Every 17 seconds someone dies from Covid-19 in Europe
The regional director of the World Health Organization (WHO) for Europe, Hans Kluge, has warned that every 17 seconds a person dies in Europe from Covid-19, and that only last week more than 29,000 Covid related deaths were registered on the continent.
In a press conference earlier today, Kluge reported that in the last two weeks deaths from Covid-19 have increased by 18%, and that Europe already accounts for 26% of all coronavirus deaths worldwide, and 28% of the total of positive cases.
In fact, the WHO leader has drawn attention to the fact that more than 80% of European countries have an incidence rate of more than 100 cases per 100,000 inhabitants, and even a third of them of more than 700 infected per 100,000 people.
"This is causing saturation of healthcare systems in various countries, for example in France where intensive care units have been above 95% of their capacity for 10 days, or in Switzerland where they are full," he said.
However, thanks to virus containment measures, new weekly cases have fallen from the two million registered two weeks ago, to 1.8 million detected last week. A "small" reduction that has been positively valued by the expert, who has urged countries to continue carrying out initiatives to stop the spread of the virus.
Klug said that confinements can be avoided if, for example, 95% of the population uses masks. “There is significant collateral damage associated with confinements such as increased mental health problems, alcohol and drug abuse, gender-based violence, interruption of essential services and the need for better financial support for affected people, including people who lose their job. So, if people are prepared tocollaborate, then lockdowns can be avoided.”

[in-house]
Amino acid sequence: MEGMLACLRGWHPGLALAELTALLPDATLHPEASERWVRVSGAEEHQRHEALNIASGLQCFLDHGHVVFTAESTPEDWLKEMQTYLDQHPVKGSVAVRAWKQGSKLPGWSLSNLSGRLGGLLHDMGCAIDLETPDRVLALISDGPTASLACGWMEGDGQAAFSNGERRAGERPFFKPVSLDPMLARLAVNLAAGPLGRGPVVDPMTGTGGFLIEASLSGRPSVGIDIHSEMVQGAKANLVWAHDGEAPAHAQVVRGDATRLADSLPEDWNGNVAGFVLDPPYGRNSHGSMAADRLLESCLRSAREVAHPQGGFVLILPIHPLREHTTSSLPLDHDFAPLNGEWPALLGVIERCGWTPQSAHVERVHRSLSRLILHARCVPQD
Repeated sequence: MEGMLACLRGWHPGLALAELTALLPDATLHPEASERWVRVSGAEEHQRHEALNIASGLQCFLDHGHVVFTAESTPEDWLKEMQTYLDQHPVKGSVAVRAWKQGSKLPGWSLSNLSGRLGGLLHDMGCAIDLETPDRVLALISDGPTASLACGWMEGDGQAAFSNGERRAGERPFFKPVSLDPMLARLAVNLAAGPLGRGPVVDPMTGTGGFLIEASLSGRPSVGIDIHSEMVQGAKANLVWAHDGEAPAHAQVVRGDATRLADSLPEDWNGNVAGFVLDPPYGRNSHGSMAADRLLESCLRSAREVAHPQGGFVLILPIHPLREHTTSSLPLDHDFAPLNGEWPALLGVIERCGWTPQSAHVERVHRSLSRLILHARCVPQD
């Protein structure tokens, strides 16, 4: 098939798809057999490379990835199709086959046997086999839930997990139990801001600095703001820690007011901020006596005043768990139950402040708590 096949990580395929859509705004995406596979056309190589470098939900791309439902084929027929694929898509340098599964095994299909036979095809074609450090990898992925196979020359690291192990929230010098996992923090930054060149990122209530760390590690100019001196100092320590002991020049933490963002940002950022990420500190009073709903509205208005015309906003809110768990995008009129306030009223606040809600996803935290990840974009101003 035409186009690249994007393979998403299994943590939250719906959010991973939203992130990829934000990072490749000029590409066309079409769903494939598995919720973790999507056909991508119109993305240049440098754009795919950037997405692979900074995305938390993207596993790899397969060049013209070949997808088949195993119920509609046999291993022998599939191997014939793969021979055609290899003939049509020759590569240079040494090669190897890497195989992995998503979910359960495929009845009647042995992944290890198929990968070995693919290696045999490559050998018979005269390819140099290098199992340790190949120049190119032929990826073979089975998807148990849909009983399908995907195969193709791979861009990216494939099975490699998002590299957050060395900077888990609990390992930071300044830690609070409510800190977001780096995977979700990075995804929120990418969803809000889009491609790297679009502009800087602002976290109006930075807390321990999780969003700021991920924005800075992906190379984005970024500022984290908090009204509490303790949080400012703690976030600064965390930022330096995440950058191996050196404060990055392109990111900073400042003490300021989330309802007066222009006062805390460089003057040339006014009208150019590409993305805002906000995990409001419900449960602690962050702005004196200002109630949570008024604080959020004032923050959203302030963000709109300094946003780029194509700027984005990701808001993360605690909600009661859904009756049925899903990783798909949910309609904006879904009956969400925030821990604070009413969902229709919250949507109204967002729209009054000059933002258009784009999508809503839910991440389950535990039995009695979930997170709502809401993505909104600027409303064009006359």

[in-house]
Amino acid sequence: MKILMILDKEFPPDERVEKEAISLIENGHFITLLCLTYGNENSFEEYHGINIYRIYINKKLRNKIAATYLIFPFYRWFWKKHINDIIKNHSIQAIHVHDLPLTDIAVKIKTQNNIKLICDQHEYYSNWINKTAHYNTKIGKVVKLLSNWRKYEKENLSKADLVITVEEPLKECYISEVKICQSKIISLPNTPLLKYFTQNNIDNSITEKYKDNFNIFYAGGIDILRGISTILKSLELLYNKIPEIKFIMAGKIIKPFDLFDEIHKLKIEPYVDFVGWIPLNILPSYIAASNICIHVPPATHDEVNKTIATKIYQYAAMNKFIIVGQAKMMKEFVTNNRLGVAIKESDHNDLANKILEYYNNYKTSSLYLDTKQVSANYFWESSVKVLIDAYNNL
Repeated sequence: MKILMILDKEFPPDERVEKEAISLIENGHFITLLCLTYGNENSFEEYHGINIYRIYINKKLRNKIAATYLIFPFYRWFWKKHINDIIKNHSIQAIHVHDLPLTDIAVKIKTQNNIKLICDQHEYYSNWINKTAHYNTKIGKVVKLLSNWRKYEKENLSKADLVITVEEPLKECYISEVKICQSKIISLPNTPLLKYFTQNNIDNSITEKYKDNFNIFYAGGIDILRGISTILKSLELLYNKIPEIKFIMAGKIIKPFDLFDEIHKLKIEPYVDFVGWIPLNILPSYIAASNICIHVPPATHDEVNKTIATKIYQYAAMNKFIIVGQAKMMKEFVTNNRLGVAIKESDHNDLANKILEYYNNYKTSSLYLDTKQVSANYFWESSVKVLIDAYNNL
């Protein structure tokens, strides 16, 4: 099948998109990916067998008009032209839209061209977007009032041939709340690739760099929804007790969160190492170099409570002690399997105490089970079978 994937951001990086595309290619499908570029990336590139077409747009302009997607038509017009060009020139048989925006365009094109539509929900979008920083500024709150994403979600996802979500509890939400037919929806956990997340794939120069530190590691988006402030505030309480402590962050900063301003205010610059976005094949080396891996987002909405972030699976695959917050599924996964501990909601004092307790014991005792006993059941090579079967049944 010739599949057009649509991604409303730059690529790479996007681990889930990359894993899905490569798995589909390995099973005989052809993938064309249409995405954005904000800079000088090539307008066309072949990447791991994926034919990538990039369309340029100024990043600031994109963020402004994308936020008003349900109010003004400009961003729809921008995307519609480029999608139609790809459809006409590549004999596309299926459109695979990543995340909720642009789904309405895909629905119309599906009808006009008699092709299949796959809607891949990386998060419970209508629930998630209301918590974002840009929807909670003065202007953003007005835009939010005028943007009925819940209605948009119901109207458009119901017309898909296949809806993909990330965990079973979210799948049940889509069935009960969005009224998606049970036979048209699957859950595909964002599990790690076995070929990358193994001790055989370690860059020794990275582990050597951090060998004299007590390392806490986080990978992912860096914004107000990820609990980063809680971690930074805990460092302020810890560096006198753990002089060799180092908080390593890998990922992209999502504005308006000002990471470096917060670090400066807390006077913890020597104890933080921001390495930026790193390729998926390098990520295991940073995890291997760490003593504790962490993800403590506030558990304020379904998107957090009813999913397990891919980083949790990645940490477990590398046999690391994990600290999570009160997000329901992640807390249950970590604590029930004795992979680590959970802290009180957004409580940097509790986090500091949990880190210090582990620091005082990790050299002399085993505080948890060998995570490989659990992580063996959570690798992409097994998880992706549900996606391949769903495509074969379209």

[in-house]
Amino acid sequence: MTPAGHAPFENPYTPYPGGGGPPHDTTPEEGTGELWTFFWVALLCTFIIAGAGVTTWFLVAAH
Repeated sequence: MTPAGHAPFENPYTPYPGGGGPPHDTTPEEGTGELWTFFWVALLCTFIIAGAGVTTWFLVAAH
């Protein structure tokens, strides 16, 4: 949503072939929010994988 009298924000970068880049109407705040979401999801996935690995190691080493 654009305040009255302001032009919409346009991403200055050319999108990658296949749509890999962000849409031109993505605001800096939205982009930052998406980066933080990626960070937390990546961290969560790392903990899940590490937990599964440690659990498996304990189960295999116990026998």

At the same time, Kluge has recognized the "great hope" that the results of the trials of two vaccines against Covid-19 are announcing, although he has warned that the fight against the virus will not end until it is guaranteed that all countries have access to the vaccines, and in an equitable way.
Likewise, he underlined the need to protect the most vulnerable population from other diseases such as, for example, the flu, and for countries to improve their systems of contact tracing of positive cases of coronavirus, including isolation, monitoring and conducting Covid-19 tests.
"Recent scientific advances in rapid diagnostic tests (such as antigen tests) also provide a valuable option to win the battle against the pandemic, whether that is in a hospital, at home, or in the wider community," Kluge stressed.
On the other hand, the WHO leader has asked governments to protect children, ensuring that they can continue to go to schools safely. "Children and adolescents are not considered the main drivers of transmission, so the closure of schools is not an effective measure to control Covid-19," he declared.
Incidentally, five people have died from Covid-19 in Europe whilst you have been reading this article.